Spanish Musicain, Interpreter-pedagogue Adrián Pérez Sánchez

By: Azad Karimi

I have several articles written about it that I will soon release (in Spanish); and also relating both issues: "speculation" and "ignorance" (in music).



Spanish Musicain, Interpreter-pedagogue Adrián Pérez Sánchez

By Azad Karimi


Dear reader!

Adrian's interview is full of good and beautiful content and tips. It can certainly inspire many people who are interested in music. But what impressed me most was what he said about his teachers.

He praises his teachers well. Therefore, I prefer to present this introduction to all the good teachers in the world.

Here I have to remember my first and last teachers and wish them success:

My first teacher who taught me to read and write was Mr. Hasan Seiedi at Mawlawi Kurd School, exactly 41 years ago in Saqez, Kurdistan ... and my last teacher was Ms. Jorunn Helga Bakke Orvik at the Norwegian language school ... she has always supported me in recent years.

Finally, I wish my dear friend Adrian success and happiness.


Thank you!





1.Please present yourself ( Name, education,job, Civil status and...)

.Greetings! My name is Adrián Pérez Sánchez, I’m 26 years old and I’m from Valencia (Spain)... I’m a "technician with a degree in professional music education" from the "José Manuel Izquierdo" Professional Conservatory (Catarroja; Spain). I’m currently studying the Degree in Interpretation (clarinet) from the CSMC (Superior Conservatory of Music "Salvador Seguí" of Castellón, Spain) and also the Degree in Musical Pedagogy at ESMAR (High-Performance Music School).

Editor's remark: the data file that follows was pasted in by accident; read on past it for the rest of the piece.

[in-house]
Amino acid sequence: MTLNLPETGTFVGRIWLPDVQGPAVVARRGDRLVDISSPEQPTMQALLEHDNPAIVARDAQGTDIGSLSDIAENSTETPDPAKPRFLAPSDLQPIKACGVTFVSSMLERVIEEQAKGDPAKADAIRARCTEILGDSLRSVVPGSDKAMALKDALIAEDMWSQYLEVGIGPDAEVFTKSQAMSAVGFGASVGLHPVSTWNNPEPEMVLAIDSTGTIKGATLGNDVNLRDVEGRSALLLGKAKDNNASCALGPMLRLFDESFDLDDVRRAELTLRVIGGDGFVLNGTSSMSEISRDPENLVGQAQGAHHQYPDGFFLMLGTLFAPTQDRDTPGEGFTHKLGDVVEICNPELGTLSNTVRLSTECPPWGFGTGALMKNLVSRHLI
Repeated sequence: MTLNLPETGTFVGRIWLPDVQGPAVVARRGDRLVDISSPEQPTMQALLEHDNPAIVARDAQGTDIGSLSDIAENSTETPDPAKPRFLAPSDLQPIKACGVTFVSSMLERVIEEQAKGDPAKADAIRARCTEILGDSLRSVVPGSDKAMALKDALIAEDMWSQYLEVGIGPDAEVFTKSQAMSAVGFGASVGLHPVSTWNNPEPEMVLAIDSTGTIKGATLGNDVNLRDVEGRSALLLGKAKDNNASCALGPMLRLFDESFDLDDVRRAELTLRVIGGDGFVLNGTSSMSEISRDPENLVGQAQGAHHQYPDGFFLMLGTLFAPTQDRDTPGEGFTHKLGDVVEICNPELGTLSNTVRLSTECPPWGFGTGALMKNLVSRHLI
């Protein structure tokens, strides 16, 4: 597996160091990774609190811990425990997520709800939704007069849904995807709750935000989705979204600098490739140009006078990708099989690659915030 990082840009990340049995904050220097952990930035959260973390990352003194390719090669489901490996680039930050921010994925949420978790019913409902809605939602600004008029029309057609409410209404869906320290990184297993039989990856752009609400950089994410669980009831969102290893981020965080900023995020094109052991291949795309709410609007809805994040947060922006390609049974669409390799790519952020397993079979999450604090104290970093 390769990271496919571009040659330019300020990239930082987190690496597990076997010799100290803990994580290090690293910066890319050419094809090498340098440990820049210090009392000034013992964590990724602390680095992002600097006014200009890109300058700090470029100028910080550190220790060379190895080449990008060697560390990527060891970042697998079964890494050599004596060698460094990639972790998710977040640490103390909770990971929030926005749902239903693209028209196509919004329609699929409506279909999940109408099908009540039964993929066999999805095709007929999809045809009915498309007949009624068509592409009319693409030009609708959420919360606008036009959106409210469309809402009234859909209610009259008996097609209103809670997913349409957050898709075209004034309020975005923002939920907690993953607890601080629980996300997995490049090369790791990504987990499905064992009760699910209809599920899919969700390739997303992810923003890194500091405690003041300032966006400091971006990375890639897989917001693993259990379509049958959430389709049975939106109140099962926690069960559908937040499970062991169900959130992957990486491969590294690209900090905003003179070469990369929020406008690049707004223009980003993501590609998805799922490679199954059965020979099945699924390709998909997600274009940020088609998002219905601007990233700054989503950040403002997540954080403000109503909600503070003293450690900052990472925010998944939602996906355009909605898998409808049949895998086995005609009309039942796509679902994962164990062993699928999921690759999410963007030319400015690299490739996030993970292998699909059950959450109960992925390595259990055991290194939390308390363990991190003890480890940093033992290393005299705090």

I do these studies in the morning and at night. In the afternoons I work in 3 "Elementary grade" music schools in towns near my city. I teach the subject of clarinet, instrumental ensemble, and, eventually, that musical language and music theory.


2.What is your artistic specialize?

.I’m a Musician, Clarinetist, and Bass Clarinetist, Interpreter and pedagogue.


3.When and how did you become interested in this field of art?

.It’s very difficult to answer this question. I started studying clarinet in an “elementary grade” school when I was 7 years old, at the “José Moreno Gans” music school in Algemesí, Spain. (Currently, it’s one of the schools where I hold the position of clarinet teacher). However, I keep videos in which when I was just 4 years old and my parents gave me a toy musical instrument, like a plastic violin, and I pretended to be a concert performer on stage.

You could say that I was born with interest. But honestly, I think we are all born with an interest in music and the arts.


 Later, when we get older, we fix our preferences little by little (or, sadly, some lose all interest… But that's another matter).


4.Who was your motivator?

.Without a doubt: my teacher, the clarinetist Cornelio Gómez. I must clarify that I have had many and very good teachers, but Cornelio was the longest-lived. He has seen me grow, he has educated me musically, he has supported me when I went through “some rebellious phase” in my life. He always encouraged me to continue studying.

My professional grade teacher, Alberto Ferrer, has also contributed in the same way. However, when I turned to him, it was clear to me that I wanted to dedicate myself to music. I mention him because he has made that dream possible and it would not be fair to exclude him on any mention of my teachers.


5.What was your parents reaction?

.Sure! Sweet!